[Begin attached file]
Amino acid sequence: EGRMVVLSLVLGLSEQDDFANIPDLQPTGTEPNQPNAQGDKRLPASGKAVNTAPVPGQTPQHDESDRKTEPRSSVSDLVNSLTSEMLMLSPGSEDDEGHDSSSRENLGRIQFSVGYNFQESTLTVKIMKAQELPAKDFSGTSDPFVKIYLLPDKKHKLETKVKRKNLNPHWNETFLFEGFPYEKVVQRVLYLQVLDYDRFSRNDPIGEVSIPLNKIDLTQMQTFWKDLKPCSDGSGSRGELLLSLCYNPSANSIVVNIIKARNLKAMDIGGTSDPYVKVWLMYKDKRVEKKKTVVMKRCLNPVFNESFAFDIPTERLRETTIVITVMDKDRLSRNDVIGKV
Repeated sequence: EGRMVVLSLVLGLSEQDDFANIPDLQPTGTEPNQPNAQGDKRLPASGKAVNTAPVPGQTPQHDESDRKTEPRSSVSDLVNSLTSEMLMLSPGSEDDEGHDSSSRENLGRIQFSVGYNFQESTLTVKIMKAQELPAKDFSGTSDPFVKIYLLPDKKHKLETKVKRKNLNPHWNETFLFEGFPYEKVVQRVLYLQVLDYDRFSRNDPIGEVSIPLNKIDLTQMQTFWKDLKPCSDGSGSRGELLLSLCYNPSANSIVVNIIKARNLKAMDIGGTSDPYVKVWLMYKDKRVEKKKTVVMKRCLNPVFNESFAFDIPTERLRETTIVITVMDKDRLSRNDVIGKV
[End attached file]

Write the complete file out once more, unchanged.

Amino acid sequence: EGRMVVLSLVLGLSEQDDFANIPDLQPTGTEPNQPNAQGDKRLPASGKAVNTAPVPGQTPQHDESDRKTEPRSSVSDLVNSLTSEMLMLSPGSEDDEGHDSSSRENLGRIQFSVGYNFQESTLTVKIMKAQELPAKDFSGTSDPFVKIYLLPDKKHKLETKVKRKNLNPHWNETFLFEGFPYEKVVQRVLYLQVLDYDRFSRNDPIGEVSIPLNKIDLTQMQTFWKDLKPCSDGSGSRGELLLSLCYNPSANSIVVNIIKARNLKAMDIGGTSDPYVKVWLMYKDKRVEKKKTVVMKRCLNPVFNESFAFDIPTERLRETTIVITVMDKDRLSRNDVIGKV
Repeated sequence: EGRMVVLSLVLGLSEQDDFANIPDLQPTGTEPNQPNAQGDKRLPASGKAVNTAPVPGQTPQHDESDRKTEPRSSVSDLVNSLTSEMLMLSPGSEDDEGHDSSSRENLGRIQFSVGYNFQESTLTVKIMKAQELPAKDFSGTSDPFVKIYLLPDKKHKLETKVKRKNLNPHWNETFLFEGFPYEKVVQRVLYLQVLDYDRFSRNDPIGEVSIPLNKIDLTQMQTFWKDLKPCSDGSGSRGELLLSLCYNPSANSIVVNIIKARNLKAMDIGGTSDPYVKVWLMYKDKRVEKKKTVVMKRCLNPVFNESFAFDIPTERLRETTIVITVMDKDRLSRNDVIGKV